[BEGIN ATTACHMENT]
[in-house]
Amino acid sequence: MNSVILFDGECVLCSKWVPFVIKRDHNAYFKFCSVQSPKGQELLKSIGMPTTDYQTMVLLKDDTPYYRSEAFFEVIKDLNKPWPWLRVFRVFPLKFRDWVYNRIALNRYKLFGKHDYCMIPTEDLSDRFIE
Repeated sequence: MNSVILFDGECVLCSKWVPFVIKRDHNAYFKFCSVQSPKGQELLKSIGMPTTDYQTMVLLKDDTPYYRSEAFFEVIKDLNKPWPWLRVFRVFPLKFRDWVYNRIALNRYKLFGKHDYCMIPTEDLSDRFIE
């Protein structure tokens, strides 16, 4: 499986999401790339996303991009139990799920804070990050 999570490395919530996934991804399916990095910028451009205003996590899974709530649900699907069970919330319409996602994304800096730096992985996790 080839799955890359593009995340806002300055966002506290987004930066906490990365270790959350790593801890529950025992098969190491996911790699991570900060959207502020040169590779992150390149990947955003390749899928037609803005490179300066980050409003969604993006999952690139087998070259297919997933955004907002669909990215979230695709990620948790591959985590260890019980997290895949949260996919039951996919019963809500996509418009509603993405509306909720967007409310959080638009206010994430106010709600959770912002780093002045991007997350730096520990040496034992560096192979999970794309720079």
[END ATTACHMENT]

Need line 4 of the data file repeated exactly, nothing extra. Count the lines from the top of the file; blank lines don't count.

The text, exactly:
């Protein structure tokens, strides 16, 4: 499986999401790339996303991009139990799920804070990050 999570490395919530996934991804399916990095910028451009205003996590899974709530649900699907069970919330319409996602994304800096730096992985996790 080839799955890359593009995340806002300055966002506290987004930066906490990365270790959350790593801890529950025992098969190491996911790699991570900060959207502020040169590779992150390149990947955003390749899928037609803005490179300066980050409003969604993006999952690139087998070259297919997933955004907002669909990215979230695709990620948790591959985590260890019980997290895949949260996919039951996919019963809500996509418009509603993405509306909720967007409310959080638009206010994430106010709600959770912002780093002045991007997350730096520990040496034992560096192979999970794309720079």